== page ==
The existential emergency we are facing is the result of decisions that were taken mainly by men, but have a disproportionate impact on women and girls.
Drought and famine mean women work harder to find food and water, while heatwaves, storms and floods kill more women and girls than men and boys.
Women and girls have long been leaders and activists on the environment, from Wangari Maathai and Jane Goodall to the Fridays for Future movement. But the impact of gender inequality on climate action goes deeper.
Initiatives to reduce and recycle are overwhelmingly marketed at women, while men are more likely to put their faith in untested technological fixes.
There is plenty of evidence that women are more open than men to reducing their personal environmental impact.
And recent studies show that women economists and parliamentarians are more likely to support sustainable, inclusive policies.
There is a risk that safeguarding our planet is seen as “women’s work” – just another domestic chore.
I am grateful to young people, Generation Z, including many of you here in this room, who are working for climate action and gender equality, while recognizing the reality of non-binary identities and solutions.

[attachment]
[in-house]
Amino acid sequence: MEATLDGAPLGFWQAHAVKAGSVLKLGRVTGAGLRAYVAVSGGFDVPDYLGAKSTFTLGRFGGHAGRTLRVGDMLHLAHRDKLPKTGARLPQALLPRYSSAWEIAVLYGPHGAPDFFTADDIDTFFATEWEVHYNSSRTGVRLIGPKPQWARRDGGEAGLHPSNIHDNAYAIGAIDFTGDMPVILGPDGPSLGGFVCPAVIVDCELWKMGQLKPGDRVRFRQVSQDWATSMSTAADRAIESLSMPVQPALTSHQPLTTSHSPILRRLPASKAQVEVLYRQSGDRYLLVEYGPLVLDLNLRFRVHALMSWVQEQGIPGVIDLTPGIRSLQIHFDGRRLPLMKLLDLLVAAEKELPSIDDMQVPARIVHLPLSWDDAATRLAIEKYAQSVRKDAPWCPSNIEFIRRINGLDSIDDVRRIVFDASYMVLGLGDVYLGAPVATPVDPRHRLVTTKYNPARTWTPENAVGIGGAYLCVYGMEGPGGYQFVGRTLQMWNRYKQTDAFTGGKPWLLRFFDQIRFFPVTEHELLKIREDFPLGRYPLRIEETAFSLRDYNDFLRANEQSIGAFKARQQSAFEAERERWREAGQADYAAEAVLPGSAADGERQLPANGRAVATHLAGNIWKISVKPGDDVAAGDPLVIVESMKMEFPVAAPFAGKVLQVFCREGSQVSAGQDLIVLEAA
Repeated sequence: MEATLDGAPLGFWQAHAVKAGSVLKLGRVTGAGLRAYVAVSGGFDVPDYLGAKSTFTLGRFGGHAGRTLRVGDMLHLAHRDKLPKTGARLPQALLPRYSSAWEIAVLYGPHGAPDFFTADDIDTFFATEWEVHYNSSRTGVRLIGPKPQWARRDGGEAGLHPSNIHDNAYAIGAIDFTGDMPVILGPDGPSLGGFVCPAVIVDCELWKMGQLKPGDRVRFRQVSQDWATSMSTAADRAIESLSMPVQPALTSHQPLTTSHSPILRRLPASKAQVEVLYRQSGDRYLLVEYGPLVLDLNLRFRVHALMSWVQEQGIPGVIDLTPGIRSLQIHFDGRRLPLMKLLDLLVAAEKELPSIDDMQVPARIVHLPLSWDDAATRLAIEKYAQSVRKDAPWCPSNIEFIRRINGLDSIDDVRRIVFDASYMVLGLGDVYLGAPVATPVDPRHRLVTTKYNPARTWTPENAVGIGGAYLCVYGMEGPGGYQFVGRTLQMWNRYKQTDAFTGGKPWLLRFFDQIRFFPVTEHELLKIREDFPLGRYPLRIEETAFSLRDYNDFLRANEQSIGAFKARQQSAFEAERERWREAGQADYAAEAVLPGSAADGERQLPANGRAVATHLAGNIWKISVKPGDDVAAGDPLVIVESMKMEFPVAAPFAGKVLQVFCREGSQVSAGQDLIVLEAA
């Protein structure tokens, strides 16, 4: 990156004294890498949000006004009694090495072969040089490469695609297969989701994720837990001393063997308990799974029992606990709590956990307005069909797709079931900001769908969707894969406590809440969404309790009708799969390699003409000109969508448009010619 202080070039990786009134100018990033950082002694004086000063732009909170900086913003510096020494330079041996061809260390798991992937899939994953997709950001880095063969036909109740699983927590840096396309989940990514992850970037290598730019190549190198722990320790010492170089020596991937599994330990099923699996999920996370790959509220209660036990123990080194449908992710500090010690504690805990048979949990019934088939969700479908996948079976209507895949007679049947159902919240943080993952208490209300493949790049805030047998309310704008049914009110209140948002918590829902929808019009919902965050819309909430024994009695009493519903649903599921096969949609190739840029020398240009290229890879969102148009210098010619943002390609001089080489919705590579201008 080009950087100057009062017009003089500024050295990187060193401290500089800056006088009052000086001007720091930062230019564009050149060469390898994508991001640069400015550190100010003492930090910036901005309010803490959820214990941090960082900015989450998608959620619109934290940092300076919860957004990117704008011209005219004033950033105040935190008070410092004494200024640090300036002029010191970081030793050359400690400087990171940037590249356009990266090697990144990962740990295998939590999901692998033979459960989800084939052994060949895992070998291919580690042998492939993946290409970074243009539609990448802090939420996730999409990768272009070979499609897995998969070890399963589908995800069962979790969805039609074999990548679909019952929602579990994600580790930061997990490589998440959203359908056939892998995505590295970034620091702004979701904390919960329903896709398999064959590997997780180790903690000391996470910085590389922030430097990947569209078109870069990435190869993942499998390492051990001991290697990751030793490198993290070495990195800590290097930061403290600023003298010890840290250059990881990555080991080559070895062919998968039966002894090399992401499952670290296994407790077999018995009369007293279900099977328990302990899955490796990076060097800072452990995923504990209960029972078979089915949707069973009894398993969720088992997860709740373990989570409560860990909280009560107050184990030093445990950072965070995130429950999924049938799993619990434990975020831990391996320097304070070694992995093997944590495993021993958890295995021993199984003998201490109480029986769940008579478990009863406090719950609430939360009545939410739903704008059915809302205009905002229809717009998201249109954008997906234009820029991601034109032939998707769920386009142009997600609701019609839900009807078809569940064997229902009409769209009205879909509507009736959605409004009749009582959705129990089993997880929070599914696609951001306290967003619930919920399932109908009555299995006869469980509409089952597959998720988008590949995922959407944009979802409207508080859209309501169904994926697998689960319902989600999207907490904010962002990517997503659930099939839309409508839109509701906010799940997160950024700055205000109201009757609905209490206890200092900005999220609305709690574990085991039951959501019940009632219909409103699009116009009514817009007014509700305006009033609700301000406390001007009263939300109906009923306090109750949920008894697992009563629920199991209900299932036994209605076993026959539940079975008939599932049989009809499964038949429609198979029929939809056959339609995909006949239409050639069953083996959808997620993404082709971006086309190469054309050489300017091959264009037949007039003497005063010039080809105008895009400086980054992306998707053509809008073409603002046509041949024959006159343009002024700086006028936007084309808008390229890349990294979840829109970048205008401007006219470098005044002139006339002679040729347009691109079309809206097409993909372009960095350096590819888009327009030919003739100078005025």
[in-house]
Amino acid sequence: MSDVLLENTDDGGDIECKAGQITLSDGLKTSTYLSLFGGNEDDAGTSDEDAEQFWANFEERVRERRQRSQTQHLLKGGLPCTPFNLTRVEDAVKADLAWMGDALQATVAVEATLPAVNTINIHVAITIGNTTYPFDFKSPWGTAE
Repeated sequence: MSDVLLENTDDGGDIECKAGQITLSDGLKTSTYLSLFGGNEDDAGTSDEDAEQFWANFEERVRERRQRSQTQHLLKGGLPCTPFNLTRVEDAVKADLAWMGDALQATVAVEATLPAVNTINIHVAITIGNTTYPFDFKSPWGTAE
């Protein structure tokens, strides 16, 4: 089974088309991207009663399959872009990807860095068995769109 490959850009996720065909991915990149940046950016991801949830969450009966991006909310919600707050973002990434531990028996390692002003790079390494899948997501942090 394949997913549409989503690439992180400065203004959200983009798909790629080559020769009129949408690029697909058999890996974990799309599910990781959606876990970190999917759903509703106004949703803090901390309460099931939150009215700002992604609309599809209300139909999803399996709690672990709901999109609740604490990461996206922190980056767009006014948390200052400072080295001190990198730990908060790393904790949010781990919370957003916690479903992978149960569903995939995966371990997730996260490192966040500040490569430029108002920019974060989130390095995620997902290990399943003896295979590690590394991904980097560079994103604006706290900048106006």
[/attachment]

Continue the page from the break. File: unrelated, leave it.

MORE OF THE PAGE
Macho posturing will not save our planet.
Gender equality, including men stepping up and taking responsibility, is essential if we are to beat the climate emergency.
Dear students, dear friends,
The third area in which women’s rights and equal opportunities can create a breakthrough is in building inclusive economies.
Worldwide, women still earn just 77 cents for every dollar earned by men.
The latest research by the World Economic Forum says it will take until 2255 to close the gender pay gap.
How can I tell my granddaughters that their granddaughters’ granddaughters will still be paid less than a man for the same work?
The gender pay gap is one reason why 70 percent of the world’s poor are women and girls.